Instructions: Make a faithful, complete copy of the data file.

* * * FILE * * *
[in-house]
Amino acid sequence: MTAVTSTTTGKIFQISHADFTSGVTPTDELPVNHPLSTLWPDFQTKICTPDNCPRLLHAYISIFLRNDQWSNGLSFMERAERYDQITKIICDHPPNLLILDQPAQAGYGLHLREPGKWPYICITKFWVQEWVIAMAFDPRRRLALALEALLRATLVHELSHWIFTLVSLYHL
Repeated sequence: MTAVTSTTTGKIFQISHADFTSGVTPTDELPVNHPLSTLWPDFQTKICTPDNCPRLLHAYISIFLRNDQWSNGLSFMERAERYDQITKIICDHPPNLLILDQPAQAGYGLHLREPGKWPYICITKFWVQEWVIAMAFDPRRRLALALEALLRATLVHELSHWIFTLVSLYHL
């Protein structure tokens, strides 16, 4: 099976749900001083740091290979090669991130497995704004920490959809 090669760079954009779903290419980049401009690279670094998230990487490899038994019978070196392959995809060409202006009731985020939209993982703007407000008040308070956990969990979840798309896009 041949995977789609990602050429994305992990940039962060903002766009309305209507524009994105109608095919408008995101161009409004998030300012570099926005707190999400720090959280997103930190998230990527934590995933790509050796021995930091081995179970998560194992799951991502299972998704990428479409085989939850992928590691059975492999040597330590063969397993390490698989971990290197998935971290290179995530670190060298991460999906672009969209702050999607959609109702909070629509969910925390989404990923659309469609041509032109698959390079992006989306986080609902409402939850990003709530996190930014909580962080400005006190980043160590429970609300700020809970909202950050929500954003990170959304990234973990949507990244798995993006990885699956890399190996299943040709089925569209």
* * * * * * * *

[in-house]
Amino acid sequence: MTAVTSTTTGKIFQISHADFTSGVTPTDELPVNHPLSTLWPDFQTKICTPDNCPRLLHAYISIFLRNDQWSNGLSFMERAERYDQITKIICDHPPNLLILDQPAQAGYGLHLREPGKWPYICITKFWVQEWVIAMAFDPRRRLALALEALLRATLVHELSHWIFTLVSLYHL
Repeated sequence: MTAVTSTTTGKIFQISHADFTSGVTPTDELPVNHPLSTLWPDFQTKICTPDNCPRLLHAYISIFLRNDQWSNGLSFMERAERYDQITKIICDHPPNLLILDQPAQAGYGLHLREPGKWPYICITKFWVQEWVIAMAFDPRRRLALALEALLRATLVHELSHWIFTLVSLYHL
């Protein structure tokens, strides 16, 4: 099976749900001083740091290979090669991130497995704004920490959809 090669760079954009779903290419980049401009690279670094998230990487490899038994019978070196392959995809060409202006009731985020939209993982703007407000008040308070956990969990979840798309896009 041949995977789609990602050429994305992990940039962060903002766009309305209507524009994105109608095919408008995101161009409004998030300012570099926005707190999400720090959280997103930190998230990527934590995933790509050796021995930091081995179970998560194992799951991502299972998704990428479409085989939850992928590691059975492999040597330590063969397993390490698989971990290197998935971290290179995530670190060298991460999906672009969209702050999607959609109702909070629509969910925390989404990923659309469609041509032109698959390079992006989306986080609902409402939850990003709530996190930014909580962080400005006190980043160590429970609300700020809970909202950050929500954003990170959304990234973990949507990244798995993006990885699956890399190996299943040709089925569209």